How I Used Lump Sums To Pay My Mortgage Faster

Paying off a home with lump sums

Being mortgage-free at a young age can seem like a pipe dream, but for me it will soon be a reality. I plan to be mortgage-free before the age of 31 – and it all started less than two years ago, when I made an aggressive plan to pay down my mortgage in five years.

Home sweet home - and almost paid off!

Home sweet home – and almost paid off!

My Start In The Housing Market

In August 2012, I purchased my house for $425,000 in Toronto, one of Canada’s most expensive housing markets. Since then, I’ve already paid off over $100,000 from my mortgage, which started at $255,000 and today it sits at just $137,000. I know paying off your mortgage early seems difficult, but I’m living proof it can be a reality.

So, how did I do it?

The happy home owner

 I Used My Mortgage Pre-Payment Privileges

Here’s the catch regarding mortgage pre-payment privileges – many Canadians simply aren’t using them, with less than four in 10 homeowners (38 per cent) taking advantage of them last year, according to the Canadian Association of Accredited Mortgage Professionals (CAAMP).

Mortgage pre-payment privileges are the secret to mortgage freedom. If you have a closed mortgage, many lenders allow you to accelerate your mortgage repayment. Most lenders allow you to make lump sum payments, increase your payment, and double up your payment. Your extra payments to straight towards principle, which can takes years off your mortgage and save you thousands in interest.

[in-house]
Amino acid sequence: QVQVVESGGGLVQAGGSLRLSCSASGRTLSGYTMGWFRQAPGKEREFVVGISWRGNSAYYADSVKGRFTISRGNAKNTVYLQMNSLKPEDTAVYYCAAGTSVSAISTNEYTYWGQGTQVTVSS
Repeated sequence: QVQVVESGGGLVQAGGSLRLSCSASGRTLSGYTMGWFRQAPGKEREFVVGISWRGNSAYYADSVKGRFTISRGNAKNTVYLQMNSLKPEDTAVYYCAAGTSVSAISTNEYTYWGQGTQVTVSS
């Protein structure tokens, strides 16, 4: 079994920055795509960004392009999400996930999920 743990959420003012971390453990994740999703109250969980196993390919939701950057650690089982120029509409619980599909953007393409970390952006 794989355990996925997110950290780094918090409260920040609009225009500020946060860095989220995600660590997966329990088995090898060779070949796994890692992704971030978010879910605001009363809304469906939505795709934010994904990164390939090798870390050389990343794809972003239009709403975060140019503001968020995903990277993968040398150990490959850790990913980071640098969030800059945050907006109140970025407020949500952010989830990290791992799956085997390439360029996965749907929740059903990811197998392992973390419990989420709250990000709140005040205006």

I Made Lump Sum Payments

As a single homeowner with a full-time salary of less than $50,000, I’ve been able to maximize my mortgage lump sum payment privileges and RRSP contributions each year. For many people, the idea of coming across large sums of extra cash can seem rare or even impossible.  What’s my secret? It all comes down to goal-setting and working hard to bring in extra income.

I Built My Budget To Save

I’m a big advocate of paying yourself first. When you’re a homeowner, it’s important to have a household budget, especially if you’re a first-time home buyer. A budget makes it easy to plan for the upcoming year and see how much you can afford to pre-pay towards your mortgage. A budget isn’t set in stone – you should regularly monitor your spending to make sure it’s on track and for ways to reduce your spending.  For example, I’ve been able to painlessly save on groceries by shopping at discount grocery stores, and on transportation cycling and taking the transit to work instead of owning a car.

I Boosted My Income

If you’re youthful with time on your hands, why not put it to good use? Part-time and freelance work is an excellent way to pay down your mortgage sooner. On the weekends I work part-time at a supermarket, earning approximately $10,000 per year. I also have a freelance writing business on the side. 2013 was my most successful year ever – I earned $20,000 from freelance writing. I also currently rent the main floor of my house for $1,550 per month.

 I’m Focusing On My Mortgage Before Retirement

There seems to be a never-ending debate about whether it’s better to pay down your mortgage sooner or contribute to your RRSP. I’m in favour of paying down your mortgage first. Not only does paying down your mortgage early provide you with a guaranteed rate of return, it’s a form of self-insurance – if I lose my full-time job I can stop saving for retirement, while I still have to pay my mortgage.